Alastair Hannay has produced a new translation of Kierkegaard’s Concept of Anxiety! This is great news for Kierkegaard scholars, and perhaps even better news for people who are not actually scholars but simply fans of Kierkegaard, because Hannay’s translations are markedly superior to the Princeton translations. Hannay’s new translation was not actually the occasion for this post, however. I’ll have a review of the translation later. The reason for this post is that I was delighted to discover that the translation is available in an ebook edition! Not only that, in preparation for my review, I thought I would see if Princeton had issued an ebook of Reidar Thomte’s translation of Anxiety, and sure enough, they have come around as well!
I know there are still a few people out there who are still resisting the transition to ebooks, so I thought I would take the opportunity once again to try to convince them that ebooks are fantastic! I have lots of beautiful old volumes of late 18th and early 19th-century philosophy and theology that I collected in Denmark and I doubt there are many people who appreciate a beautiful book more than I do. I have to tell you, though, that I am absolutely crazy about ebooks. I was excited about the idea of them when I first heard about them for the simple reason that they are searchable. Once I got a Kindle, however, I discovered that there are lots more wonderful things about ebooks:
1. They take no space. This is very important for me because even with two residences and an office at school, I have no more space for books.
2. You can carry thousands of books with you in your pocket everywhere you go so that never again will you be stuck anywhere without something to read. In fact, if you have a smart phone, you can read your books on your phone in the unfortunate event that you have failed to bring your ebook reader along with you. I know that sounds kind of crazy. I never thought I would want to read a book on my phone. It’s surprisingly pleasant though. I think the fact that the phone has backlighting makes it easier to read the small characters so that they don’t actually seem all that small.
3, You can secure a new book instantly, INSTANTLY! Once I was watching a program on mysticism and the narrator referred to a scholar of mysticism, Evelyn Underhill, who sounded very interesting. I was able to download a copy of one of her books before the program I was watching had even finished! This, to me, is just a huge advantage to ebooks. It has been enormously stimulating to my thought processes that I can get books immediately (not to mention that I can search them).
4. It is easy to move back and forth between notes and text. You just click on the note number and you are taken to the note. Click on the back button and you are back to the point in the text where the note appears. This isn’t easier than checking footnotes, of course, but it is much easier than checking endnotes. I hate endnotes, but everyone seems to be doing them now instead of footnotes.
5. I can cut and paste text to my lecture notes for class or for articles I’m working on–and the reference is inserted automatically!
6. You can download free samples of books you are not sure you want to buy and these samples are pretty substantial chunks of text, usually at least a whole chapter.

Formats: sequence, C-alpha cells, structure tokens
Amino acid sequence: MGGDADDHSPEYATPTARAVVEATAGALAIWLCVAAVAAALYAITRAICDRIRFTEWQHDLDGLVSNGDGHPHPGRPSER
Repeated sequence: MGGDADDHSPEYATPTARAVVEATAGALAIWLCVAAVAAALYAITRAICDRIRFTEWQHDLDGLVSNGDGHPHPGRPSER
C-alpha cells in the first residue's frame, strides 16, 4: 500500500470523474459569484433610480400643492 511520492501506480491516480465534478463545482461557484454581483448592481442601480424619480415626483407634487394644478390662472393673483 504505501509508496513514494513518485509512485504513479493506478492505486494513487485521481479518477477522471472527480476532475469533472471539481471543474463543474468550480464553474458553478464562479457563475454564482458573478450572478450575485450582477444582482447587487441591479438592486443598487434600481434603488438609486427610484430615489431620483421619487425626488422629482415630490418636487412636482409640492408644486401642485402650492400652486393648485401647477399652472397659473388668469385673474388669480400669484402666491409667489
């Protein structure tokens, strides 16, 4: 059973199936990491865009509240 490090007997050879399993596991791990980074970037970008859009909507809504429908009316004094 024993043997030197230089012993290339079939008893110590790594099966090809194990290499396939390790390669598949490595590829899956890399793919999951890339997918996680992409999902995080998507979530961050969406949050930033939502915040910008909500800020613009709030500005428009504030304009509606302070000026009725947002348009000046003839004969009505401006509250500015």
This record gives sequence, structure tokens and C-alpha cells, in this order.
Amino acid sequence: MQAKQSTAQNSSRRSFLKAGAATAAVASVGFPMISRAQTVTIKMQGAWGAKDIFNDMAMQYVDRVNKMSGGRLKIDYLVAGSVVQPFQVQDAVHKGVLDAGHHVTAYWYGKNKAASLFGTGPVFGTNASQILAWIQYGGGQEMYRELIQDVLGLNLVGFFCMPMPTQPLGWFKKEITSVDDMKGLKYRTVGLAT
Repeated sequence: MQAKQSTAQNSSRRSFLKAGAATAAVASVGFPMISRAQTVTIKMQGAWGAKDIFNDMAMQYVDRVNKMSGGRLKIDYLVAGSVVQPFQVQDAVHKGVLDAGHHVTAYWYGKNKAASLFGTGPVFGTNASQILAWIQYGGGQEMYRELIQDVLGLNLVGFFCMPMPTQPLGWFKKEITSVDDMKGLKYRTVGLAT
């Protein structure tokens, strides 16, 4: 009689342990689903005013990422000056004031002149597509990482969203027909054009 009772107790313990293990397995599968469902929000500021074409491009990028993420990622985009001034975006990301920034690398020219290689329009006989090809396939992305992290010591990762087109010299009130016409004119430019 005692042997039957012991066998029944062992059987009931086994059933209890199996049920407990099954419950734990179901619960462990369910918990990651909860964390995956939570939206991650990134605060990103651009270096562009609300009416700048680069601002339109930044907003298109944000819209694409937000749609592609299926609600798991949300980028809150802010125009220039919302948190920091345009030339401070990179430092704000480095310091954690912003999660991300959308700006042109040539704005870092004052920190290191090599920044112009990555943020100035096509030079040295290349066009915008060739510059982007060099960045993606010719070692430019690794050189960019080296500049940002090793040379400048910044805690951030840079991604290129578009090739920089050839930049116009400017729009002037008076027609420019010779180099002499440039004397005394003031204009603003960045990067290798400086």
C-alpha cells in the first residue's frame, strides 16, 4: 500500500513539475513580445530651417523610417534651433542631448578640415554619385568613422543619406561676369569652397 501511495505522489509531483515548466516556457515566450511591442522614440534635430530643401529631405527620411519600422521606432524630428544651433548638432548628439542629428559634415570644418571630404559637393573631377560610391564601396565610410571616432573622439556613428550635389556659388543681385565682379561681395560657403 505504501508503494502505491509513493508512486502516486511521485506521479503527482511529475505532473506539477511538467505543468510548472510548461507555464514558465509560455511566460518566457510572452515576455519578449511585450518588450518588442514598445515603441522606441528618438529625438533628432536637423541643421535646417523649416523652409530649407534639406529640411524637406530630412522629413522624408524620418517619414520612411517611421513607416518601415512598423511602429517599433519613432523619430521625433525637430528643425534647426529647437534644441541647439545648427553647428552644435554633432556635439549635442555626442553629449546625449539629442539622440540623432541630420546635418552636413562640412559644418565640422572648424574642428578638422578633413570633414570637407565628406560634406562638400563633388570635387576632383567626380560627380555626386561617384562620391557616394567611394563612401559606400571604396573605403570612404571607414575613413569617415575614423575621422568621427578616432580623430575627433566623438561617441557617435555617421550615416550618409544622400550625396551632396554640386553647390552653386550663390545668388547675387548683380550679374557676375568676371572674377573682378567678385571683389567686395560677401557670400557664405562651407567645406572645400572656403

7. Ebooks are cheaper than regular books, so if you buy as many books as I do, you save A LOT of money buying ebooks.
8. Not only are ebooks cheaper than conventional books, lots and lots of them are actually free! That’s right, lots of books that have gone into the public domain (including lots of older translations of Plato and other philosophers) are available free of charge in the Kindle bookstore (I’m sure Barnes and Noble has something similar for their Nook).
9. Ebooks are easier to read in bed because they are lighter than most regular books and you don’t have to manage the two halves. I used to get very uncomfortable because I sleep on my side so, if I were reading a really thick book either my arm would get tired holding up the thick side or I would have to turn over on my other side every time I finished reading a page.
Ebooks are the wave of the future. Not only are they better in all the ways listed above than conventional books for readers, they make it much easier for people to get into print (meaning e-ink print, of course). The ebook revolution is going to be as big a thing, I think, as was the invention of the printing press. There were books before the printing press, but books (not to mention democracy) really took off after the invention of the printing press. I think ebooks are going to have just as revolutionary an effect on humanity as did the printing press.
Okay, there are some disadvantages with them. Unless you have an iPad, or other tablet computer, you won’t get the full experience of color illustrations. That isn’t such a huge problem for philosophers and theologians, though, because most of our books don’t have big color illustrations. Of course, you need to charge an e-reader whereas you don’t need to charge a book. E-readers actually hold a charge for a long time, however. My Kindle Paperwhite holds a charge for weeks even though it is backlighted. Finally, t is difficult to “page through” an e-reader (you are better off doing a search on a key word).
The advantages of e-books clearly FAR outweigh their disadvantages. Sorry to go on like this but I am so crazy about ebooks. I do this to everyone who tells me he doesn’t like e-books, that to me is like saying you don’t like to read. If you like to read, you will LOVE e-books. Mark my words!